Tips for Attracting Kids to School and Rally Adults
The decision is made and busy families pack the bags and call it goodbye for the summer! That comfort you experienced on family vacations and once again for summer visits is over. However, the task and difficulty you will face to turn around the mindset of your children and motivate them to reach their fullest potential in the regular school year begins.
During this time of the year, it can seem too easy to slack off or not do everything required of each individual child. While it’s easy to focus solely on the personal obstacles your child has to overcome in order to get to the same level as their older siblings, as a family counselor we can improve the level of privilege that you give your children and bring them out of their habitual mindset to reach their maximum potential.
Overwhelming the Feelings of Insecurity and Inexperience
In order to be successful and give your children the opportunity to be seen as normal, you must first be seen as normal. This means you must overcome the feeling of inadequacy and insecurities in children; often they are heightened during the summer months as they don’t have a peer network where they can vent their feelings.
Communication is a powerful strategy, especially during this time of the year as fear of abandonment can drive a child to turn to drugs or alcohol. Establishing a dialog that helps children discover an alternative and more secure way to express their fears and with whom they can receive support and/or therapy can help drive their goals to where they should be for the upcoming school year.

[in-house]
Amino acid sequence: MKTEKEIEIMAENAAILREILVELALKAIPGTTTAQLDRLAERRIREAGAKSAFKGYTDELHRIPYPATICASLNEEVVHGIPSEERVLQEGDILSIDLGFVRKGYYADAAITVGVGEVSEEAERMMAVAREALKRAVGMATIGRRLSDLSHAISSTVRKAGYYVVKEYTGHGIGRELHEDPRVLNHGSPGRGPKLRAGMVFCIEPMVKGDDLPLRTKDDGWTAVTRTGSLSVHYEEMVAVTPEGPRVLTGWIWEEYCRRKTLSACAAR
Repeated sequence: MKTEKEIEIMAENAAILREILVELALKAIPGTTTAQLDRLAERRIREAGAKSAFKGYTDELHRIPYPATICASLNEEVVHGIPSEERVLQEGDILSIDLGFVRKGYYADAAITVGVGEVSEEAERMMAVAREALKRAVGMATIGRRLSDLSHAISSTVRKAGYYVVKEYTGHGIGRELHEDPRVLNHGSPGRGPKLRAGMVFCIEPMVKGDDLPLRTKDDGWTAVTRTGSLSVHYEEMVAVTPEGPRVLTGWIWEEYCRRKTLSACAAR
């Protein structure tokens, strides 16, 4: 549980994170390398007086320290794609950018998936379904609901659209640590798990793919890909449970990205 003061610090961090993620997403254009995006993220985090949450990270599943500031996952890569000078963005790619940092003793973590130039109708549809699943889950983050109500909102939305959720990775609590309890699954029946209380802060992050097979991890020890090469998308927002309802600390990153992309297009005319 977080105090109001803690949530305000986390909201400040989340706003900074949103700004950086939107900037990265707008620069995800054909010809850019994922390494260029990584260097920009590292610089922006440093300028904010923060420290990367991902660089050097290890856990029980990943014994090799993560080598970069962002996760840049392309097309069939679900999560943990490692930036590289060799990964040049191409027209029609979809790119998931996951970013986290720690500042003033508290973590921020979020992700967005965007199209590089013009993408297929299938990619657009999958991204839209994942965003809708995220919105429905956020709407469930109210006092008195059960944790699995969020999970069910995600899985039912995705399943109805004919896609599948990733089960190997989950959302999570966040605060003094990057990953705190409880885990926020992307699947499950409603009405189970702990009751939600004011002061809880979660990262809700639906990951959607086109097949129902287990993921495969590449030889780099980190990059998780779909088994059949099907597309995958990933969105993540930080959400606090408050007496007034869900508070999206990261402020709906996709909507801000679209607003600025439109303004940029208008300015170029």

Lack of Realized Value of Special Education Classes
As a parent, there can be a sense of inadequacy, worry, and fear on your part in regards to the impact your child has on the school year, especially in regard to special education classes. When children enter elementary school without access to adequate services, they struggle. However, the challenge for a parent is finding the right support from guidance counselors and school administrators. Although that infrastructure for bringing in a trained professional is well established and is the first line of support for special education classes, some families may not know what they are lacking and what they should be seeking out.
How to Start a Conversation with Your Child about Their Resolve
Parents often wait for their child to “appear” in a special needs class before they plan what resources to utilize. We tell our kids to stop saying “no” to everything and to follow their determination. As a parent, you may have a role in changing their belief in their ability. Suggest ways they can make themselves known at school so that you can begin to set the right framework for schools to provide the right services to them. Explain to your child how with proper guidance and support, they may get to keep friends from school and use their decision-making skills on issues that directly affect their classroom experience. Your child needs to understand that they are strong enough to overcome their feelings of inadequacy and come up with solutions to work through their anxiety.
Top 5 Ways to Attract Kids to School and Rally Adults:
For the first year of school, encourage the individual student to hold and take responsibility for their homework. Teachers can be found in the hallways talking to students, signing in and out cards, even signing in their uniform. At the end of the day, the student should hold the pencil and remember to file.
Include a child in every parent-teacher conversation. By extension, this means also finding time to involve the child in extracurricular activities. A proactive approach will only assist in getting your child to achieve at higher levels, as opposed to an emergency afterthought during the school year.
As a family counselor, we encourage parents to explore new skills and resources for their child and then monitor progress. The following are some ways to help your child reach their greatest potential in the regular school year, along with tips for parents to help focus on the development of their children: